Yorkshire Terrier Puppies


Yorkshire Terrier Puppy Care

Treatment And Prevention Of Hypoglycemia In Yorkshire Terrier Puppies 

In Yorkshire Terrier Puppies Hypoglycemia is rare, and really should not occur at all on a regular basis, but do to requests I will provide information about this issue. 

Hypoglycemia, often known as low blood sugar is known as a condition resulting in a sudden drop in blood glucose in a puppy. It can be a problem frequently noticed in the toy breeds. It can also be present in smaller puppies of a litter in comparison to other litter mates or underweight puppies. It is usually brought on by lack of food consumption, stress, infections or poor diet. Puppies of smaller size alike are most prone to hypoglycemia from 2 days to five months of age. 2 day old puppies having hypoglycemia can usually be attributed to a newborn puppy nursing on its mother but not being successful in getting enough milk. Supplement feeding is required for a puppy in this case to avoid fading puppy syndrome which will result in dehydration and death. Newborn puppies must be weighed at birth and then again every day to monitor weight gain. If no weight gain is noticed within 24 to 32 hours after birth, or any loss of weight, supplement feeding should be given to avoid fading puppy syndrome. Other signs besides no weight gain or even weight loss is that the puppy will become colder as body temperature lowers, and the skin will lose elasticity indicating dehydration. If gone untreated, the result is deadly. 

Some but not all signs of hypoglycemia in older puppies is that generally the puppy will appear limp and lethargic. The gums and tongue will lack color, they could shiver or tremble. Other signs can be weakness, confusion, wobbly gait, frothing or drooling, wobbling of the head, and even seizures and convolutions. Immediate care must be given.

Some causes of hypoglycemia can be as follows:

  1. Over-handling young puppies, not allowing them enough rest or sleep. 
  2. Puppies not getting enough nutrition nursing on their mother, or eating an adequate amount of food during their meal.
  3. Stress due to any change in its environment.
  4. Switching diets to a different brand of food and or going through the weaning process.
  5. Stress due to any type of traveling. (Regular outings should be limited until five to six months of age).
  6. Bacterial infections or intestinal parasites.
  7. Poor diet or poor eating habits.

More.... !

Newborn puppies require a lot of rest. It is sensible to contain them to at least one room when young. Keep puppies confined with plenty of water, puppy pads, a soft bed, toys and don't skip scheduled feedings. This can help avoid the potential of your new Yorkie puppy over exerting himself when playing. It is important for them to get lots of rest. Limit playtime to small intervals throughout the day.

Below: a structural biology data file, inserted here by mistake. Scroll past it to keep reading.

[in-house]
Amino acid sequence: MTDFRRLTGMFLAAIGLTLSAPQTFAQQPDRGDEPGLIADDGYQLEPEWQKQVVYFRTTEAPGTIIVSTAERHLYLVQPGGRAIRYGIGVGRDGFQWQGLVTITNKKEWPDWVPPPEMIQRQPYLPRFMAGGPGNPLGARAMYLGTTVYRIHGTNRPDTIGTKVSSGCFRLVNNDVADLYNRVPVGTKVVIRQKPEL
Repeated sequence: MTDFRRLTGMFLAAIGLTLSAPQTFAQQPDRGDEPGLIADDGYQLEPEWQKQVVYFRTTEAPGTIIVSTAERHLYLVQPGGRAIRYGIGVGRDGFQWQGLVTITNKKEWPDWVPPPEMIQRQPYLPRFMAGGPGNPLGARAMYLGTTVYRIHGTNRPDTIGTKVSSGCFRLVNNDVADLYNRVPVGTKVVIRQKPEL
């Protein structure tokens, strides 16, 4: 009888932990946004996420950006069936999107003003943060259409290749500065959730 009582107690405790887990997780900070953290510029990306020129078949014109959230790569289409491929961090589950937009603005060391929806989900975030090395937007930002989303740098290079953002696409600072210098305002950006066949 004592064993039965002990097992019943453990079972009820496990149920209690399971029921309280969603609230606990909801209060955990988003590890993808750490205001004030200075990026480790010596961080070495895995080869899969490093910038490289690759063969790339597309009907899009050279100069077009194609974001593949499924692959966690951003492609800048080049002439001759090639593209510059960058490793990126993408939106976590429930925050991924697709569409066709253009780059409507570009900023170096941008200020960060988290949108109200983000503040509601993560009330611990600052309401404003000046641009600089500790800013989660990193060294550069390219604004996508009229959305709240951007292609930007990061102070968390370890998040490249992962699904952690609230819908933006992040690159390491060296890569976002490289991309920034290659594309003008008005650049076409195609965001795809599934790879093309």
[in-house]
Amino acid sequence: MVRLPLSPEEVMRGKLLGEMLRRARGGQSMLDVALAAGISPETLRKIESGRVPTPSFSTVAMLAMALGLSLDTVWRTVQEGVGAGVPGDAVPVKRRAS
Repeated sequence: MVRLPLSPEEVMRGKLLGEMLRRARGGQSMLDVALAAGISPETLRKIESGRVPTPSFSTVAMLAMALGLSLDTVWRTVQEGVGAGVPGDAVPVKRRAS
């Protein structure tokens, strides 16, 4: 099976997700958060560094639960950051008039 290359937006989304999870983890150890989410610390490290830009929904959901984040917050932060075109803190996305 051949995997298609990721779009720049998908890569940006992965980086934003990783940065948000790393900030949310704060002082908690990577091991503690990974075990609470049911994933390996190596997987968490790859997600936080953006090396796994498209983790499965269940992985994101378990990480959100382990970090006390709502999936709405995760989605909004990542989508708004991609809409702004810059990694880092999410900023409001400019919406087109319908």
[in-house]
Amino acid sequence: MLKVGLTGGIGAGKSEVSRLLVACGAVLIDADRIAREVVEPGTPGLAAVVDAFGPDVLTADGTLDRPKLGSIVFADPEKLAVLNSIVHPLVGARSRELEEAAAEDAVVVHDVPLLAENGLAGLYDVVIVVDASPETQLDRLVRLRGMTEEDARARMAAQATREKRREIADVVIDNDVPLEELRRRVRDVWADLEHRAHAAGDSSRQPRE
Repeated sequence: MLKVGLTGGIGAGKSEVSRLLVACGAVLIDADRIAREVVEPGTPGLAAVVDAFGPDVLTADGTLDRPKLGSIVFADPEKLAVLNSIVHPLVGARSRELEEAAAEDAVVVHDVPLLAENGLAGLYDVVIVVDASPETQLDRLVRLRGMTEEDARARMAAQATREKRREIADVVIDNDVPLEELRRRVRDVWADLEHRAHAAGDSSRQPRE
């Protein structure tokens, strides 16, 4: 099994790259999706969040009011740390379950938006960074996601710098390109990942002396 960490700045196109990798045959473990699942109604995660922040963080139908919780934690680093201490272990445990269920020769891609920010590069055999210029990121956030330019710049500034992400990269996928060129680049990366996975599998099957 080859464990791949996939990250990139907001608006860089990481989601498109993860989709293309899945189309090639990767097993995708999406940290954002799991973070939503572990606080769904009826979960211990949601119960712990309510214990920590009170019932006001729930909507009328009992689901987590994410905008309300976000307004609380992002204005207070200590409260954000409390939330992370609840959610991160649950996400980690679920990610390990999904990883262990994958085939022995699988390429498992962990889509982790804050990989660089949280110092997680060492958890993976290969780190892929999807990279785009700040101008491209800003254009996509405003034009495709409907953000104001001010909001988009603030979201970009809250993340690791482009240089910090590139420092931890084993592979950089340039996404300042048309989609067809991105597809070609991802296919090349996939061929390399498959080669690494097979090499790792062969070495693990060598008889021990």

Hypoglycemia in older Yorkshire terrier puppies is usually triggered by some sort of stress or a missed meals or a combination of both. Always keep on hand a highly palatable high calorie paste. Some such brands are Nutri Stat or Nutri Cal. To help avoid hypoglycemia, puppy paste could be given to your puppy during and prior to any types of stressful situations such as travel, vaccinations, strenuous exercise, low temperatures, changing of homes, absences of a recent meal, or lack of rest. 

Stress and improper nutrition may cause the blood sugar to drop to dangerously low levels. Always feed a high quality dog food 3 to 5 times a day depending on age. The more youthful they are, the more frequent they need to be feed. 


Blood sugar levels should be restored as soon as possible. One way of doing this is to use something such as Nutri Cal or Nutri Drops .25cc per pound. Take note to follow directions on the Nutri Drop bottle. When using Nutri Cal place two inches on your forefinger and wipe it on the roof of your Yorkie puppies mouth. Repeat in 30 minute intervals if needed. Honey, sugar or Karo syrup works in a pinch if rubbed on the roof of the mouth. Only use puppy paste or Nutri drops, or the honey or Karo syrup substitute. Never combine them. Follow the above with spoon feeding your Yorkie puppy with baby food, stages 1, beef flavored. 

Making sure the puppy is warm is another essential part of treatment as body temperature goes down when a puppy has hypoglycemia. In progressive stages of hypoglycemia this happens very rapidly. A temperature that falls below 96 degrees usually ends in a coma. Keeping the puppy warm with blankets or heating pad set at low during treatment will aid in the puppy's recovery process. 

Frequent feedings of 4 to 5 times a day is recommended for puppies at risk to prevent hypoglycemia. Feed moist or semi moist food to make it more palatable and use only top quality dog food made specifically for puppies. Puppies which can be more vulnerable to hypoglycemia are tiny puppies, underweight puppies, puppies weaned to early or placed to soon to new homes (12 weeks should be minimum age). Most outgrow this condition at 4 to 6 months of age. Puppies with estimated adult weight under 4 lbs are at higher risk of occurrence and may have several episodes throughout their lifetime. Always pay careful attention to eating habits and diet of any tiny toy puppy. 

Things to have in case of emergency are a heat lamp or heating pad. Nutri Stat or Nutri Cal. Baby food, beef. Nutri Drops. Karo syrup or sugar. Rebound to aid in re-hydration.


picture of yorkie puppy for sale from Yorkie BreederClick the link to get information on available Yorkie puppies along with pictures of puppies and pictures of their AKC Champion parents. We welcome all inquires about our dogs as well as any breed related questions you may have.

Thank for your interest in our Yorkies !!!